Healthy and balanced emotions are an important aspect of well-being. Today, diabetes has a high prevalence in American Indian communities. Four Talking Circle facilitators were interviewed in a phenomenological research study to describe their experience of facilitating Talking Circles during a diabetes research intervention, Diabetes Wellness: American Indian Talking Circles. The Diabetes Wellness study provided a twelve week educational curriculum in a Talking Circle format to target prevention and effective maintenance of symptoms of Type 2 diabetes among American Indians adults on two rural Northern Plains reservations. Seven essential themes emerged from the phenomenological study data. This report describes one theme: expression of the emotional aspect of diabetes and three sub-themes that depict American Indian culture: connectedness, collective living, and transformation. Type 2 diabetes is a chronic disease that affects the emotional status of American Indians in rural communities. The notion of racial consciousness is discussed as a potential context from which Talking Circle facilitators can operate and Talking Circle participants respond. This viewpoint may be a useful cultural approach for lay personnel with an (emic) inside perspective like Talking Circle facilitators when working in areas like rural American Indian reservations.
PMCID: PMC4220553  PMID: 25383395
22.  Simultaneous development of the Pediatric GERD Caregiver Impact Questionnaire (PGCIQ) in American English and American Spanish 
The objective of this study was to develop simultaneously a new questionnaire, the Pediatric GERD Caregiver Impact Questionnaire (PGCIQ), in American English and American Spanish in order to elucidate the impact of caring for a child with GERD.
Two focus group discussions were conducted in American English and American Spanish to develop a relevant conceptual model. Focus group participants were the primary caregivers of children with GERD (newborn through 12 years of age). Participant responses were qualitatively analyzed to identify potential differences in caregiver perspectives by the caregiver's language, socio-economic status and demographic profile as well as the child's age and disease severity level. Items in the PGCIQ were generated simultaneously in English and Spanish by reviewing results of qualitative analysis from focus groups in each language. The PGCIQ was finalized in both languages after testing content validity and conducting an in-depth translatability assessment.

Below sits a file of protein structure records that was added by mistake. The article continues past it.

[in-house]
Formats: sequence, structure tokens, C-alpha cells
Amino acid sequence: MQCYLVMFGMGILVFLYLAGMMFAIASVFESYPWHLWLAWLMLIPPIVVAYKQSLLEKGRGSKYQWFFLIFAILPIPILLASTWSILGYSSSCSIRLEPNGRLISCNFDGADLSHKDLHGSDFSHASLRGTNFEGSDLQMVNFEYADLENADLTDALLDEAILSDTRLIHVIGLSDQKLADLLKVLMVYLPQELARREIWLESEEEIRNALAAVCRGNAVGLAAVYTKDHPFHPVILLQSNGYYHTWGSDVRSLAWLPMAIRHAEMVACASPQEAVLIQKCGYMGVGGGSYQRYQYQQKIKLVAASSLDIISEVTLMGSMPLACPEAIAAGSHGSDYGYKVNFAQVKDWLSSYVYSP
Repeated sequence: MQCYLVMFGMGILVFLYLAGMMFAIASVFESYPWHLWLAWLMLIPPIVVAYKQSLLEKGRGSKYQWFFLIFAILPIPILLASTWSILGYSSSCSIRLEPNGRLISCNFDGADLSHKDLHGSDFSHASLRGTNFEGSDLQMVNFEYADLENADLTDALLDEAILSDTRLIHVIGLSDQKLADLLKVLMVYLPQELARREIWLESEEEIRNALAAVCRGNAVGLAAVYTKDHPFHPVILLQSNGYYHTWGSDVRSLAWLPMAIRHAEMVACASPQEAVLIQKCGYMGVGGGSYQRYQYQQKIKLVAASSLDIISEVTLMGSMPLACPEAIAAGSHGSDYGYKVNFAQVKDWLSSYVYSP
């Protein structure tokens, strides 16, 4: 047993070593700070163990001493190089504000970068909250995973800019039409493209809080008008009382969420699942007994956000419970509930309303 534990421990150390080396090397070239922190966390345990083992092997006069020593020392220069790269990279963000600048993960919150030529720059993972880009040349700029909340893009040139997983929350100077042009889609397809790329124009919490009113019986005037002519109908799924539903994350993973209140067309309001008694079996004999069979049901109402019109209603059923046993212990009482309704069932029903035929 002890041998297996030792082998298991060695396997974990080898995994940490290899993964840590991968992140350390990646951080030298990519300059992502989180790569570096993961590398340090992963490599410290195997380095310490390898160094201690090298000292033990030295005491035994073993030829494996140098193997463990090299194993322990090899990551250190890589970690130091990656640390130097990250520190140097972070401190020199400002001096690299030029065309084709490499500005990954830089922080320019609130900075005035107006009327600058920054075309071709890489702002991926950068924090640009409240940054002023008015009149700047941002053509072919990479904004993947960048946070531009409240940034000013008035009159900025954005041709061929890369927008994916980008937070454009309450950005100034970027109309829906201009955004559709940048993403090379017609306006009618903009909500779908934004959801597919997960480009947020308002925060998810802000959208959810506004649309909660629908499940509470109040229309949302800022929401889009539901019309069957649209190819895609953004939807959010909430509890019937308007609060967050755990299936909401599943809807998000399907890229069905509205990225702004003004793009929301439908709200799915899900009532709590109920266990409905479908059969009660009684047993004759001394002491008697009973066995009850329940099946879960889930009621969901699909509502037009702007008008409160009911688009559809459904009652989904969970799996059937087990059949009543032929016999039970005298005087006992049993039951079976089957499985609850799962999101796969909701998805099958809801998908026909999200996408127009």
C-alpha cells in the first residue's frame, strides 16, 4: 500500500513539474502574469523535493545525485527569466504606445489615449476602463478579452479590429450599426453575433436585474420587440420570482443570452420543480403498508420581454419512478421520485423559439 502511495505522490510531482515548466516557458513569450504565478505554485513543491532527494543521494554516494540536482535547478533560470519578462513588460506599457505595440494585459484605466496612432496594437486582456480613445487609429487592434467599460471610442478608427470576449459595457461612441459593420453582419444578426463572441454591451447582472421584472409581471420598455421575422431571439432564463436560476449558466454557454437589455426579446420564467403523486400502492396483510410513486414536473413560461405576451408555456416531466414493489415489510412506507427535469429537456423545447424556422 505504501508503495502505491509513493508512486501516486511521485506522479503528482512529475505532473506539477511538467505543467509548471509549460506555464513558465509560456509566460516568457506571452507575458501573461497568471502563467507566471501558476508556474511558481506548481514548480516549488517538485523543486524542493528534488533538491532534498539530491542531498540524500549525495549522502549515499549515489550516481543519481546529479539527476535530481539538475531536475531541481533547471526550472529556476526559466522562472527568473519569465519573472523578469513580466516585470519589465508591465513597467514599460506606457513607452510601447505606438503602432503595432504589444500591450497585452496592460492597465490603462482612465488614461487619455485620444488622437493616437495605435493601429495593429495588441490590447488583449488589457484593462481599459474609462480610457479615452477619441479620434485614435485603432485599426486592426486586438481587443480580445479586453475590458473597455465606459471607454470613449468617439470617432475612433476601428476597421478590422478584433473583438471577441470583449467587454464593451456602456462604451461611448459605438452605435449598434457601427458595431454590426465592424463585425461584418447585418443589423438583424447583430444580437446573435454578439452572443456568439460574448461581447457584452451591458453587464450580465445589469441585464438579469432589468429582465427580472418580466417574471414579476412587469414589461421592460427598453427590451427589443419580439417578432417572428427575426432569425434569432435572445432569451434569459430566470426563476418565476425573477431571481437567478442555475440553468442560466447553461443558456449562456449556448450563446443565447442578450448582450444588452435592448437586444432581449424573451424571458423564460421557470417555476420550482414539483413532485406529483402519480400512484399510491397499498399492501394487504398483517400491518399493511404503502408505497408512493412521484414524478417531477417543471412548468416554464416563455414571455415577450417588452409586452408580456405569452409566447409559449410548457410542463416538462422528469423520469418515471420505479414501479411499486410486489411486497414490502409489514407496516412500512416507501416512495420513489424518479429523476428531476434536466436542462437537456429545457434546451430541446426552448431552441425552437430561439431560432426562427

Analysis of focus group comments resulted in the development of a first draft questionnaire consisting of 58 items in 10 domains. Content validity testing and an in-depth translatability assessment resulted in wording modification of 37 items, deletion of 14 items and the addition of a domain with five items. Feedback from the content validity testing interviews indicated that the instrument is conceptually relevant in both American English and American Spanish, clear, comprehensive and easy to complete within 10 minutes. The final version of the PGCIQ contains 49 items assessing ten domains. An optional module with nine items is available for investigative research purposes and for use only at baseline.
The PGCIQ was developed using simultaneous item generation, a process that allows for consideration of concept relevance in all stages of development and in all languages being developed. The PGCIQ is the first questionnaire to document the multidimensional impact of caring for an infant or young child with GERD. Linguistic adaptation of the PGCIQ in multiple languages is ongoing. A validation study of the PGCIQ is needed to examine its psychometric properties, further refine the items and develop an appropriate scoring model.
PMCID: PMC548517  PMID: 15651991
23.  Eight Americas: Investigating Mortality Disparities across Races, Counties, and Race-Counties in the United States 
PLoS Medicine  2006;3(9):e260.
The gap between the highest and lowest life expectancies for race-county combinations in the United States is over 35 y. We divided the race-county combinations of the US population into eight distinct groups, referred to as the “eight Americas,” to explore the causes of the disparities that can inform specific public health intervention policies and programs.
Methods and Findings
The eight Americas were defined based on race, location of the county of residence, population density, race-specific county-level per capita income, and cumulative homicide rate. Data sources for population and mortality figures were the Bureau of the Census and the National Center for Health Statistics. We estimated life expectancy, the risk of mortality from specific diseases, health insurance, and health-care utilization for the eight Americas. The life expectancy gap between the 3.4 million high-risk urban black males and the 5.6 million Asian females was 20.7 y in 2001. Within the sexes, the life expectancy gap between the best-off and the worst-off groups was 15.4 y for males (Asians versus high-risk urban blacks) and 12.8 y for females (Asians versus low-income southern rural blacks). Mortality disparities among the eight Americas were largest for young (15–44 y) and middle-aged (45–59 y) adults, especially for men. The disparities were caused primarily by a number of chronic diseases and injuries with well-established risk factors. Between 1982 and 2001, the ordering of life expectancy among the eight Americas and the absolute difference between the advantaged and disadvantaged groups remained largely unchanged. Self-reported health plan coverage was lowest for western Native Americans and low-income southern rural blacks. Crude self-reported health-care utilization, however, was slightly higher for the more disadvantaged populations.